Toad Hollow Studio's Drawing Tutorials And Classes by Carol Rosinski

Make a Drawing Board With A Magnetic Top

... or scroll down for a neat alternative.

My portable magnetic drawing board is made out of foam core board, galvanized flashing, and duct tape! It's meant to be hand held, so the foam board makes it lightweight. It keeps the drawing paper, masks, scrap paper, and a reference photo in place with magnets so I can draw anywhere and at any angle that I happen to be sitting in.

Magnetic drawing board in use

I've used a magnetic drawing board for many years. As you can see from the illustration above, it's a good way to keep your paper and reference photos in place.

Each of my drawings in process has its own drawing board and I stack them in a drawer. Each drawing board holds the artwork and reference photos I need to work on it and it makes a portable package that I can just pick up and take with me.

I hold the drawing board in my lap or on top of a pillow when I draw. In addition to holding the drawing paper and photos, I use the magnets to hold a protective sheet of paper in place where my hand touches the paper. I also use the magnets to keep drawing masks in place. If you have read my how-to pages, you know that I use "windows" cut out of paper to help establish values and the magnets work great for holding those in place. As far as I know, there are no magnetic drawing boards available for sale. I made my own board and I'll explain how you can do that, too.

Supply List

  • • Galvanized flashing can be found at hardware stores and it comes in different widths and lengths. You can buy several feet of the twelve inch wide variety for about eight dollars. I've found that a twelve inch wide magnetized strip down the middle of any size drawing board is very useful, so I use the that size on all my boards.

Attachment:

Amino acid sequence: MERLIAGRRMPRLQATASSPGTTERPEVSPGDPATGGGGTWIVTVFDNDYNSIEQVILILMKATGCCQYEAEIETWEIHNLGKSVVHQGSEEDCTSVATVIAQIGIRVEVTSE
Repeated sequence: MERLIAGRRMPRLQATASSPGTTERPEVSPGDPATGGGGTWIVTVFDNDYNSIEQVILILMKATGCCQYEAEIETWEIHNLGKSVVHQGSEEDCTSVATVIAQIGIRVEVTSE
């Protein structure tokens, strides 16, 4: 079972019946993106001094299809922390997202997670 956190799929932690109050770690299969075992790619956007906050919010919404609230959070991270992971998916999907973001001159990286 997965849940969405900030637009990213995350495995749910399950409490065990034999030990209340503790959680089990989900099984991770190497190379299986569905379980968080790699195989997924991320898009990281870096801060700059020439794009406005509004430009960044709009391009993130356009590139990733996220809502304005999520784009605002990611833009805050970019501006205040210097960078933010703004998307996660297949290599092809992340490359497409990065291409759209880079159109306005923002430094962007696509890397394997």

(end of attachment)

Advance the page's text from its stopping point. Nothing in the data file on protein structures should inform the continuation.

• • Tin snips are found at the hardware store too. You can get a pair for about six dollars.
  • • Duct tape is pretty easy to find since people use it for everything.
  • • Foam core board can be found at art, office supply and department stores. It is usually under two dollars a sheet.
  • • Magnets can be a little harder to locate, but you might be able to raid your refrigerator for some. :)

Cut the foam board and flashing as shown in the illustration below.

Magnetic drawing board - step one illustrated

As shown in the drawing above, I make the foam core board larger than the flashing. The foam core board is easily cut with a matte knife and the galvanized flashing cuts fairly easily with tin snips.

Since I hold these drawing boards in my lap, usually resting on one hand, I like to keep them as lightweight as possible. Foam core board makes a stiff yet lightweight base and galvanized flashing is the thinnest metal I've been able to locate.

Keep it all together with Duct Tape!

Magnetic drawing board - step three illustated

When I tape the flashing to the board, I wrap the duct tape over the edge of the board for a really secure hold.

The edges of the tape and metal won't transfer through to your drawing paper when you draw over them if your paper is thick enough. To avoid the possibility of that happening altogether, just cut a stiff piece of Bristol Board to size and put it under the drawing paper. The magnets can easily hold several layers of paper in place, even through the layer of duct tape near the edge.

An Inexpensive Alternative!

One day, when I had more drawings in process than I had drawing boards to keep them on, I raided our fridge again. But this time I took the magnetic whiteboard instead of magnets. It's very lightweight, and magnets attach many layers of paper to it firmly. Whiteboards come in lots of sizes, they're cheap, and they're just about perfect for giving each drawing a safe working home.

 


Carol Rosinski
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Drawing Made Easy, Getting Started by Carol Rosinski
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